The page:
Once a pillar of the Mumbai batting line-up, Wasim Jaffer moved to Vidarbha ahead of the 2015-16 domestic season. Although he played the last of his 31 Tests in 2008, his insatiable desire for runs and the hunger to play the game he loves take him to England year after year, where he plays league cricket.
Jaffer, the highest run-getter in Ranji Trophy history, took time off to chat with Wisden India following an exhibition game for Lashings. He spoke about playing cricket in the Fab Four era, his multiple stints in Test cricket, why India were an improved overseas outfit under Sourav Ganguly, and more. Excerpts:
India has long been renowned for its production of great batsmen, and you played alongside five who would become known as greats of the game. Was it tough knowing there was only one spot available, at most two?
Definitely. When I played my cricket for India we were obviously known for The Big Four: (Sachin) Tendulkar, (Rahul) Dravid, (VVS) Laxman and Ganguly. Apart from the opening spot, there was usually no space. A lot of good players couldn’t get a place in the middle order. Those guys played 80 or 90 Test matches together, so there were not many places on offer.
I was lucky to play a few Test matches with them, to share the dressing room with them, and learned so much. I also played with Sachin in Mumbai, in Ranji Trophy and in zonal games. They were among the best players in the world at the time – Sachin and (Brian) Lara were the best of that era, I feel. Rahul made himself such a great player through his hard work, through his determination; he wasn’t as talented as the other players, but he was the ideal role model. Laxman started out as an opener. It didn’t work out well for him. He came back as a middle-order player and he played some match-winning innings, unbelievable innings. I think his 281 is the best knock ever by an Indian batsman.
You played Tests under the captaincy of three of them. How would you compare them as leaders?
Compared to the other captains, Sachin didn’t find the success that his batting obviously had. He probably played against some of the tougher teams away from India, like South Africa and West Indies, as they were back then.
With all the great players, they probably expect equally high standards from the others – obviously, Sachin could do anything himself but to expect the same from the other players could be hard. He understood the game from his wavelength, and then he expected the bowlers to bowl in a certain way. I think that went against him – I’m just saying this is my perception, not that that’s what happened.
I won’t say he was a bad captain. I found that he could read the situations much before everyone else in a game. He was much shrewder than all the other players I played with. His knowledge of the game was exemplary. He could read a batsman very quickly, but then maybe the bowlers couldn’t do what he was asking. But somehow, as captain, he couldn’t get the success he had as a player.
Perhaps a good vice-captain …
Probably, because he was vice-captain to (Mohammad) Azharuddin for a long time. And when Sourav took over, Sachin was the main man behind the think tank. Him and Rahul Dravid. Obviously Rahul was the official vice-captain, but those guys worked together.
I won’t say Tendulkar was a bad captain. I found that he could read the situations much before everyone else in a game. He was much shrewder than all the other players I played with.
What about Sourav Ganguly’s captaincy?
I feel that Sourav was the man that built the side after Sachin left the captaincy, because he brought in the youngsters that he believed in and gave them ample chances, ample confidence to prove their mettle in international cricket, which is what you need as a youngster – your captain behind you, supporting you fully. Even after a few failures, you know your captain is behind you. Sourav literally built the side from scratch, bringing in Yuvraj Singh, Zaheer Khan, (Virender) Sehwag, Harbhajan (Singh), Ashish Nehra. He was the guy who improved India’s record away from home. I think he was a very attacking captain, and probably one of the better captains that India has had.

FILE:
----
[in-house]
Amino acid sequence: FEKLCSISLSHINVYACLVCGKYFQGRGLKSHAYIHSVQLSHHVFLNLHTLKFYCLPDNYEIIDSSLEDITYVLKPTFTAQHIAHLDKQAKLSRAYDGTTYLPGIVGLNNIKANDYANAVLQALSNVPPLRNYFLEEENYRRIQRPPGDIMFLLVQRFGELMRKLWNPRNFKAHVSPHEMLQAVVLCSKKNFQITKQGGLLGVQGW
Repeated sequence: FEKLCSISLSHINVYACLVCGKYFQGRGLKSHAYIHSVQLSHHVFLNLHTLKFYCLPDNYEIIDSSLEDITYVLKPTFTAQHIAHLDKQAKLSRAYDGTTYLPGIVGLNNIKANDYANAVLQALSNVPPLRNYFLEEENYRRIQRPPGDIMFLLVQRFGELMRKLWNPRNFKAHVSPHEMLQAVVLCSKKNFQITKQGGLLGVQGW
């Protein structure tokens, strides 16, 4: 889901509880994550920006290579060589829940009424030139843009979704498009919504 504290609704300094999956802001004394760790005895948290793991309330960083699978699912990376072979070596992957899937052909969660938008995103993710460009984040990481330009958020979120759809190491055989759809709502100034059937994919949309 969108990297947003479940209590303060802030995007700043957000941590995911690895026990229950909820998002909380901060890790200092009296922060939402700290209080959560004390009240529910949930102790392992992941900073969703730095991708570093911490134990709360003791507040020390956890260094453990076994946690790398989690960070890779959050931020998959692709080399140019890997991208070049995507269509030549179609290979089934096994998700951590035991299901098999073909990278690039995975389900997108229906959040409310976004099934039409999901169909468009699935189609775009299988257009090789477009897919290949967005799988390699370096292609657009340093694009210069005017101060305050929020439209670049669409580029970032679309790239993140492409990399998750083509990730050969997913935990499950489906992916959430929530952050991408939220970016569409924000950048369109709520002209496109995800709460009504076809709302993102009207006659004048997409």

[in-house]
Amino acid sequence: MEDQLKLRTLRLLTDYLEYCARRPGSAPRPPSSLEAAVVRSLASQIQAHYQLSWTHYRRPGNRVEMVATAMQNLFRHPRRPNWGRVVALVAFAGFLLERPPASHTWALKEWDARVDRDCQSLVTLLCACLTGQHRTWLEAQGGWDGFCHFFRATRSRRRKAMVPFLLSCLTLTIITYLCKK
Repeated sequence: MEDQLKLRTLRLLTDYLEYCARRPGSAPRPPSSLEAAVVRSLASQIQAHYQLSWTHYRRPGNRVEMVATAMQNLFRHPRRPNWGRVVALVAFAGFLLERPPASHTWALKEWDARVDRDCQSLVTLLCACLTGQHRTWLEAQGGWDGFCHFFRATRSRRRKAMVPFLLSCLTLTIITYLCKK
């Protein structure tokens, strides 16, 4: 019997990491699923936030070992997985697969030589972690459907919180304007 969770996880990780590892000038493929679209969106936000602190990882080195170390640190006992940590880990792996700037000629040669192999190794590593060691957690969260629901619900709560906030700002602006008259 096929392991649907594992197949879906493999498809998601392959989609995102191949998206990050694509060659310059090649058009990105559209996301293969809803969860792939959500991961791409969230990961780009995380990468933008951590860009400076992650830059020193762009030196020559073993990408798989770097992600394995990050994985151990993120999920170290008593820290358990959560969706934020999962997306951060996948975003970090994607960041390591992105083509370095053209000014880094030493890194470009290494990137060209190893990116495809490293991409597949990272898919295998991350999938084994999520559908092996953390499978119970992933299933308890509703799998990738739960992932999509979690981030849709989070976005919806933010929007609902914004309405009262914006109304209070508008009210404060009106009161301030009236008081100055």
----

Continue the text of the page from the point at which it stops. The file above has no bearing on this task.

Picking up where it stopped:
And Rahul Dravid?
Rahul had a lot of success as a captain for a short period – winning in the West Indies and in England, which didn’t happen for 20-odd years – so you can’t class him as a bad captain, either. It’s just that Indian cricket was in turmoil under Greg Chappell, and players probably weren’t happy. He gave up the captaincy because I think it was affecting him as a player.
All three had different styles of captaincy, but I’d say Sourav was the best of them.
Was Ganguly the best motivator out of the three, the one with the charisma to inspire the team when the going was tough?
He loved a fight, and honestly felt that India needed to win abroad to be classed as a good team, so he went about his business that way. Even playing at 60%, India were probably going to win at home. The challenge was to win abroad. That’s where his focus was. He built a side realising that we needed two or three really good fast bowlers who could bowl 140-plus kph. That’s why he backed Zaheer and Ashish Nehra to support (Javagal) Srinath.
And he also brought in Harbhajan – that famous comeback, when India beat Australia. Anil Kumble was injured for that series, and we needed a spinner to take responsibility. Harbhajan was nowhere on the scene, yet Sourav backed him. That’s how he worked: if he believed in somebody, he backed him all the way. That’s why Indian cricket progressed a lot under him. By the time he left, we had players who understood international cricket and had done well in international cricket. More than words, it was the confidence he gave to the players – that made the difference.
Did he have much control over selection? You were an opening batsman, dropped twice early on in your career. How easy was it for him to retain influence with the selectors, themselves perhaps feeling pressurized by media and popular opinion?
He had a say – definitely, definitely. He backed his players. In 2002, when we came to England, Sehwag was a big success in the One-Day Internationals, and had just got his hundred on (Test) debut in South Africa, batting at No. 6. In England, we couldn’t find space for Sehwag in the middle order – the Big Four were there – so he asked Sehwag to play as opener. He said, “no matter what happens, I’ll back you”. Sehwag had never batted as an opener before. For someone to come to England and bat as an opener – it’s a tough job. But he backed him. That was Sourav, he gave players licence to play the way they play, and he backed them in selection as well. Sehwag got a hundred at Trent Bridge, and went on to become one of the best-ever openers of India.